Health Care Leaders Work to Keep New Jersey Communities Healthy During COVID-19
September 22, 2020
In August, Representative Mikie Sherrill (D-NJ) joined a virtual roundtable discussion hosted by Horizon Blue Cross Blue Shield of New Jersey and attended by Mayor Michael Venezia of Bloomfield Township and representatives of University Hospital, Atlantic Health System and Jewish Family Services of Central New Jersey.
The conversation covered how New Jersey has been impacted by the COVID-19 crisis and the actions taken by elected officials, health insurance providers, health care providers and community groups that have a made a meaningful, measurable difference.
The big takeaway from the group as a whole was the incredible impact telehealth services, covered by health insurers, have had on New Jersey communities. As the state continues to work to overcome COVID-19, telehealth allows New Jerseyans to receive care from trusted physicians in the safety of their homes.
Representative Sherrill said, “I know how important telehealth has been to many in our community during this pandemic, so I really appreciate seeing the new standard of expanding and encouraging telehealth services, including behavioral health visits.”
Mental health services have been an especially pressing concern. Through collaboration, innovation and commitment to the health and well-being of the people of New Jersey, stakeholders have rallied around the challenge and found new ways to deliver the care people need. Said Thomas Beck, Executive Director, Jewish Family Services of Central New Jersey, “All of our licensed social workers are able to see people in the safety of their own homes. We’re very grateful to the insurance companies and also Medicaid for relaxing some of the requirements allowing us to do the tele-mental health work that we do.”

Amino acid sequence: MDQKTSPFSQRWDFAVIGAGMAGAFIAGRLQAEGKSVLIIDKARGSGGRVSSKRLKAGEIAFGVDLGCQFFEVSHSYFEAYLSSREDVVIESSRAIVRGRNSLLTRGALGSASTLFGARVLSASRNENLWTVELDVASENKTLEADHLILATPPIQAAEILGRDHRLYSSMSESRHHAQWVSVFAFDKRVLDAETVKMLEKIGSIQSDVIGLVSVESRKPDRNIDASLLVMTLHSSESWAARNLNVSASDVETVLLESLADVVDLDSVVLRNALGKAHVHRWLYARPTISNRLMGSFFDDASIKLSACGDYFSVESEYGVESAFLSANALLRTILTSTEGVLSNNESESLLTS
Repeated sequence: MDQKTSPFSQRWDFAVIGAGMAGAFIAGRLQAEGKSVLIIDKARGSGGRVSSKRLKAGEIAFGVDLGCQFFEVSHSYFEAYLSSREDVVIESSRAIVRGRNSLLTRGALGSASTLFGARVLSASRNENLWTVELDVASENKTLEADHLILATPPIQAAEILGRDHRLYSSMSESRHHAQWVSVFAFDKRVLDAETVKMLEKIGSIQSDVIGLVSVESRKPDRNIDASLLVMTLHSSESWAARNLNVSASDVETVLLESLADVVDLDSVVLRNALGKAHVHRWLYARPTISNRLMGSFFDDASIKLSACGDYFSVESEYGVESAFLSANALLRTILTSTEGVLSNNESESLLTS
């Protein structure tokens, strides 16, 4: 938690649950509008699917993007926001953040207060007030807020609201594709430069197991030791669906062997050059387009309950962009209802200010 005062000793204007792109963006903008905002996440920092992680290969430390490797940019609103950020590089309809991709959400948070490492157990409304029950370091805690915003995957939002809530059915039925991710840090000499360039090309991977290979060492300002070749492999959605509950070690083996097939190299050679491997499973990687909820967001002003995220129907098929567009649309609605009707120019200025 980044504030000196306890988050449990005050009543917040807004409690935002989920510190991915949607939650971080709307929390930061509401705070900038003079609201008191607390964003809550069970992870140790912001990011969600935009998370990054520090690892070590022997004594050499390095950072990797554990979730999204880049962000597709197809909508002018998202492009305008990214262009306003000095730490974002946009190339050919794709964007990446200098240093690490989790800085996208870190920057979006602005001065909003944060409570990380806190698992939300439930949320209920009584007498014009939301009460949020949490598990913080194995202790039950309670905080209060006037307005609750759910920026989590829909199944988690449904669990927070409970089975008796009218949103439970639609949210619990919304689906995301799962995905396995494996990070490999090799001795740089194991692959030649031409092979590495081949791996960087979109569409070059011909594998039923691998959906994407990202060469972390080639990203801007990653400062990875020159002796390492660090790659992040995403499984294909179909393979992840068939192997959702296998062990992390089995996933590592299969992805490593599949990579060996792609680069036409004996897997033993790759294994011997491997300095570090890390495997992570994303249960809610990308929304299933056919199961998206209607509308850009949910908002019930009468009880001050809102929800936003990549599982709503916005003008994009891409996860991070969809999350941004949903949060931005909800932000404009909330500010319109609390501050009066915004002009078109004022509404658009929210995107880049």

Dr. Don Liss, MD, Vice President, Health Care Management and Chief Medical Officer, Horizon Blue Cross Blue Shield of New Jersey and Dr. Shereef Elnahal, President and Chief Executive Officer, University Hospital, both shared how hospitals and insurers continue to collaborate to ensure people have access to testing and doctors have the protective equipment they need.
Mayor Michael Venezia said he was focused on preventing a second surge: “We are doing a big push in the community. Making sure people know to wear face masks. Making sure when they enter municipal buildings or school buildings or public buildings that their temperature is going to be checked.”
Health care leaders across the spectrum, including insurers, providers, clinicians, elected officials, and community groups will continue to work together to support New Jerseyans, and the nation as a whole, during this critical time.
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